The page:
New Scores Do the Talking for Keaton

Brendan M. Cooney, the composer behind the film scoring project Not-So-Silent Cinema, peeked up at his audience at the beginning of his Friday show at Somerville’s Center for Arts at the Armory. “I’ll do more yakking after the film—let’s just get into things,” he said, seated behind his piano. “You can meet the band later.”

The screen hanging above Cooney and the rest of his band flickered into a black and white shot of Buster Keaton slouching across a road. The band, composed of Cooney on piano, Andy L. Bergman on clarinet, and Kyle Tuttle on banjo, burst into an original score written by Cooney to accompany the first of three Keaton short films. As Keaton unfolded a newspaper as large as a blanket, tripped over his own feet, wooed a large-eyed lady, and was hired by and then escaped from a murderous gang of ruffians, Cooney and his bandmates met him step for step with an up-tempo Americana score. Cooney said he intends his scores to play up the brilliance of these old films without overpowering them and to slide the audience back in time for a night of early cinema.

After a rehearsal in his Medford home, Cooney sat perched behind his piano, sipping whiskey with his bandmates as he explained how he became involved with silent films. He recently founded Not-So-Silent Cinema, he said, but his first project was several years back, in Philadelphia, when he decided to score Sergei Eisenstein’s 1925 silent film “Battleship Potemkin.” The audience’s reaction was a pleasant surprise for Cooney. “They fucking loved it,” he said.

He studied music at Oberlin College, where, he said, he always had an audience of music students who appreciated esoteric compositions. “I can play all this obscure, obtuse, hip shit… [but] audiences want something they can hold on to, something they can understand, something palatable,” he said.

For Cooney, films provide an anchor for his compositions and make them more accessible to audiences. “We live in such a visual culture. We’re always watching TV, we’re always on the internet—when there’s a moving image to latch onto, music is so much easier to understand,” he said. His scene-by-scene composition process relied on having the Keaton films on hand, he explained. “I set this computer on my piano, take out a big piece of manuscript paper, pour a glass of whiskey, and hit ‘play,’” he said. As part of Not-So-Silent Cinema, he has also composed scores for films such as “The Mark of Zorro” and the 1922 vampire classic “Nosferatu.”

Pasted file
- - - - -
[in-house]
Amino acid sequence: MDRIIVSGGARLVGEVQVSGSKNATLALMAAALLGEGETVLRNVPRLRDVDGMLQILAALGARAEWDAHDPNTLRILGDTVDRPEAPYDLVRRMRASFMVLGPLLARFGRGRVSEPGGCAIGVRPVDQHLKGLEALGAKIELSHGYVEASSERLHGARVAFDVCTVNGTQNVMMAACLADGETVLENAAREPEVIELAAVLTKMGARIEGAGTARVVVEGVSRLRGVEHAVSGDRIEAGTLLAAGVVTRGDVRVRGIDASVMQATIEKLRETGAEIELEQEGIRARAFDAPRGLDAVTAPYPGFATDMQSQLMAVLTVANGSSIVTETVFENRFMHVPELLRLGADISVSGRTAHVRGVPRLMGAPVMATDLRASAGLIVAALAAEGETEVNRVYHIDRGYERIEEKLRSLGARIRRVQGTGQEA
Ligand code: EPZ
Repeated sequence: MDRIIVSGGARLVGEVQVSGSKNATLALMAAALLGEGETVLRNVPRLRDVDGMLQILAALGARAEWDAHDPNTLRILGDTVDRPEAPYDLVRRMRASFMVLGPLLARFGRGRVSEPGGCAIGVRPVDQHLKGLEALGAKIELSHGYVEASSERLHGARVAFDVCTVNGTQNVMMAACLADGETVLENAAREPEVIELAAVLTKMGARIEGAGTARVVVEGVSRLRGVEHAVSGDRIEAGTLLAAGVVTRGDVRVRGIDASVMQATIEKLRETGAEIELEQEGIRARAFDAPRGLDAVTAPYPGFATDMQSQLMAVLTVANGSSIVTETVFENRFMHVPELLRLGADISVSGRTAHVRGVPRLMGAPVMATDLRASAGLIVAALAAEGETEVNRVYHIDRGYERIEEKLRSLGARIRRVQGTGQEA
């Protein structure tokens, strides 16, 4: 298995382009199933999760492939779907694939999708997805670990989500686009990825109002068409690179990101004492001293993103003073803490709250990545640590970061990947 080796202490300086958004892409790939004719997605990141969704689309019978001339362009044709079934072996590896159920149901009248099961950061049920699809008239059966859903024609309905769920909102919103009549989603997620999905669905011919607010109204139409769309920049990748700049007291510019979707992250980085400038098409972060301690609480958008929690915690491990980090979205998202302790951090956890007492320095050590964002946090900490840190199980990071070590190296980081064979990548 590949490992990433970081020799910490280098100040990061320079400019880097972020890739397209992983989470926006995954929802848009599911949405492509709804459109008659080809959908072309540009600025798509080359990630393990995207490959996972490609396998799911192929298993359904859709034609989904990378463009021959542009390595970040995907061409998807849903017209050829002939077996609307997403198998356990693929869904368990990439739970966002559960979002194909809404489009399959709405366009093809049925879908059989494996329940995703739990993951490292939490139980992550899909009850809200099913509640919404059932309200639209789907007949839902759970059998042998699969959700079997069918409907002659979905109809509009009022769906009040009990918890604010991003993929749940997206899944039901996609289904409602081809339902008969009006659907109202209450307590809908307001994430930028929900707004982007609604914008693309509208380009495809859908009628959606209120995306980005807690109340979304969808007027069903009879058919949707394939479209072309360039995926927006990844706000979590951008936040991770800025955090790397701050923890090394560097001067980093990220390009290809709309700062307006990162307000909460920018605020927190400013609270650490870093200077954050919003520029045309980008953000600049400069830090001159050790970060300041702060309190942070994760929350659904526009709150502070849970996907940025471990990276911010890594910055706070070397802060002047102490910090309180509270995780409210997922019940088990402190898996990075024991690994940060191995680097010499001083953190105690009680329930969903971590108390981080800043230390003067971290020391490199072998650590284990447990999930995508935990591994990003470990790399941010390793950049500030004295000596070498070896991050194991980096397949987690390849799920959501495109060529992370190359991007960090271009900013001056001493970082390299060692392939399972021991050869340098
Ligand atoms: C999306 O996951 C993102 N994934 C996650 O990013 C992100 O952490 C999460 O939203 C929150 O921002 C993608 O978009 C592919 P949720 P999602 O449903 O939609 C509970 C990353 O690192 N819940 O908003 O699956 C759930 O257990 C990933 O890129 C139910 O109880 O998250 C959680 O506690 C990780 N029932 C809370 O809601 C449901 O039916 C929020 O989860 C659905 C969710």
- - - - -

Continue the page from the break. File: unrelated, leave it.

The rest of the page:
Cooney strives to create a sound built from instruments and genres that are not usually paired with one another, a philosophy that led him to bring together his musicians for the Keaton scores. “The goal is to try and find people that would normally never play together, because that’s when you get the most interesting interactions. You know, bluegrass banjo, jazz piano—hardly ever happens. And then adding clarinet on top of that—totally hip,” he said. “These are my three favorite instruments in the world right now, and I was really hoping to find a film that made sense with them.”

Cooney felt the trio of instruments evoked America of the 1920s, which is why he chose the three Buster Keaton shorts— “One Week,” from 1920; “The High Sign,” from 1921; and “The Goat,” also from 1921. The dusty American West imagery of Keaton’s short works delight Cooney, and he and the band aim to draw out the spirit and landscape of Keaton’s films. “The focus is not really the music,” Tuttle said.

The three musicians agree that Buster Keaton is the true powerhouse in their performance. “You need to get your ego out of the way, let the film be the star,” Bergman said. “These movies had no original score, so the movie just had to be able to support itself with the humor…. I mean, you can add to it, but this movie is just like, ‘I’m funny—watch me!’”

As the three rehearsed before their performance, they marveled at Keaton’s skill. At one point, Cooney played a clip of Keaton sliding like a human Slinky over the top of a boxcar back and forth several times, crying, “See that? How does he do that?”

The band seemed just as relaxed onstage at the Armory as in its casual rehearsals at Cooney’s home. The musicians’ appreciation for the films they score was apparent as they grinned and chuckled throughout the performance. As the first short concluded and the audience burst into applause and hoots, Cooney leaned into the microphone and said simply, “Thank you, Buster Keaton.”

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